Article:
There is one feature that will unite the Jurassic coastal sites we visit during our week in the Scarborough area. There will always be a walk down to the shore and a bit of a puff back to the cars. The first beach we visit is Boggle Hole at the southern end of Robin Hoods Bay, an SSSI known for its fossils.
For us it offers a wide platform with shallow terracing which allows us to range over the shore and down to the kelp zone in search of marine life in general and molluscs in particular. Paula Lightfoot is a whizz at finding nudibranchs. We all tend to acquire a penchant for particular molluscan groups and she has a knack for spotting the tiniest jelly blobs which do their nudibranch thing when you place them in seawater, opening their ‘petals’ like so many bright aquatic flowers. We score at least 8 species of sea slug on this shore and will go on to record them at every site we visit. Although we all take our own pictures, Sonia could be viewed as the official photographer. With her camera ever at the ready she finds old friends and makes new encounters in the marine life at our feet. She snaps conchologists at work, and captures the magnificence of the coast we are working along. She generously shares her photos with me and they provide a wonderful record to look through after one’s time on the shore of the day is over.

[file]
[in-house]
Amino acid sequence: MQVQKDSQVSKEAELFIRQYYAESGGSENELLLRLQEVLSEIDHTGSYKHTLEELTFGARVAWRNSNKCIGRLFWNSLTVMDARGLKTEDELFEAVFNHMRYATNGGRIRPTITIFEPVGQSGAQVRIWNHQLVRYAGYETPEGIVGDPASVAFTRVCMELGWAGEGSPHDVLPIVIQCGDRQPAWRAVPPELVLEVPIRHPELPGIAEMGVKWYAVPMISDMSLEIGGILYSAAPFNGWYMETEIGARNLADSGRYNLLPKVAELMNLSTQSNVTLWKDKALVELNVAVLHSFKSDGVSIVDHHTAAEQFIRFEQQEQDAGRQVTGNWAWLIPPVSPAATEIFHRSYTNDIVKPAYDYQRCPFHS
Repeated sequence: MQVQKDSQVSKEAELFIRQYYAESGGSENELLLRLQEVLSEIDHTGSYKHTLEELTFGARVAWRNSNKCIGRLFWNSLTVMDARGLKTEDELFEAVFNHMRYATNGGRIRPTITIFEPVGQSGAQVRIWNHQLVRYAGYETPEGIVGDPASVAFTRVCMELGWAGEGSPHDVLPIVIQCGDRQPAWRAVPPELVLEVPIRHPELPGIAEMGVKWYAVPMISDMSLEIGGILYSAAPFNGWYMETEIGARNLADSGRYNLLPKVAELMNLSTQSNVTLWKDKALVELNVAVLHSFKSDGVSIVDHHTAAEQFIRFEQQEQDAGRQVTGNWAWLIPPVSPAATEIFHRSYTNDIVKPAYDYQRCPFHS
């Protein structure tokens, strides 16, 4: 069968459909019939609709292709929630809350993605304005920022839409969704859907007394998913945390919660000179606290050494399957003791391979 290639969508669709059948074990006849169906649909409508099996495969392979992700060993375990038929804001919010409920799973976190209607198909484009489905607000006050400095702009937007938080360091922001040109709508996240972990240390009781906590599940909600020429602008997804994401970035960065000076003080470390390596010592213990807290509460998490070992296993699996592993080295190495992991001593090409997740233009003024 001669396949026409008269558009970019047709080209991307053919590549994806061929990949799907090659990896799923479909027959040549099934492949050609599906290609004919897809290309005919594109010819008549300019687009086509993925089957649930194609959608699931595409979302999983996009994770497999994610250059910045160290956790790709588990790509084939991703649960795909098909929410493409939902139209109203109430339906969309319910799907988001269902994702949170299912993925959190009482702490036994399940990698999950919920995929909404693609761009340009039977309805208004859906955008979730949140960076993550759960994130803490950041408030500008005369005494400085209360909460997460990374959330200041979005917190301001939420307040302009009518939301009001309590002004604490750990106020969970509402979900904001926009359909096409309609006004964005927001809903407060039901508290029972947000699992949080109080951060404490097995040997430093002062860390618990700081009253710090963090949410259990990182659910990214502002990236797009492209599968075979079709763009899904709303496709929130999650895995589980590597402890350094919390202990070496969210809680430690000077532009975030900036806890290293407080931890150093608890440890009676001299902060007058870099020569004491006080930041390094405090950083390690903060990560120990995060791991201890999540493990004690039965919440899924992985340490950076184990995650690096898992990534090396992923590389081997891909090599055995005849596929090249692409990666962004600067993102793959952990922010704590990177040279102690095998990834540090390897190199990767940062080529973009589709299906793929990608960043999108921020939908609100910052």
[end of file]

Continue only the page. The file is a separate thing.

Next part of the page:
With samples in our buckets we haul up the slope as far as the Youth Hostel stopping for a beverage and thence to the lab to sort, stabilise and examine. Here is an opportunity for us to see how painstakingly Ian Smith retrieves minute specimens from the weeds and hydroids he collects, the care he takes in housing his specimens in small tubs and stowing them in the fridge, so that they might make the perilous journey back to Stockport to await their moment of fame before the camera.
Saturday morning and there is much scurrying around at The Old Workshop. We face a 6+ hour journey north and would like to arrive no later than 6pm and preferably earlier. We are pretty much used to leaving the house to her devices when we travel, but this time there will be guests in our absence; Ted is bringing his parents and South African grandparents for a long weekend.
The trip is uneventful and at last we find our way to Manor Farm in Hutton Buschel, a rather smart village just off the York-Scarborough road. Here we will share a week with friends with whom we have had similar sojourns at the beginning of September in such spaces as Skye, Pembroke, Roundstone, and last year in an NT lighthouse at Hartland Point. Theoretically it is all about seashores and in practice we enjoy a week of lively conversation and gastronomy. We like to cook, and it is my turn on Saturday evening.
We are not required to present ourselves at the lab. in Scarborough until Sunday evening so a walk in Raincliffe Woods allows us to stroll and catch up with each other. The area is a mixed woodland area designated as Planted Ancient Woodland, and combined with Forge Valley Woods is a Site of Special Scientific Interest (SSSI). There are fungi about, notably Russula, my favourite toadstools not least because they provide an opportunity to search for the Lemon Slug (Malacolimax tenellus) a fungivore with a rather limited geographical distribution in the British Isles. Anyhow I do not find it but it is an excellent photo opportunity which I seize.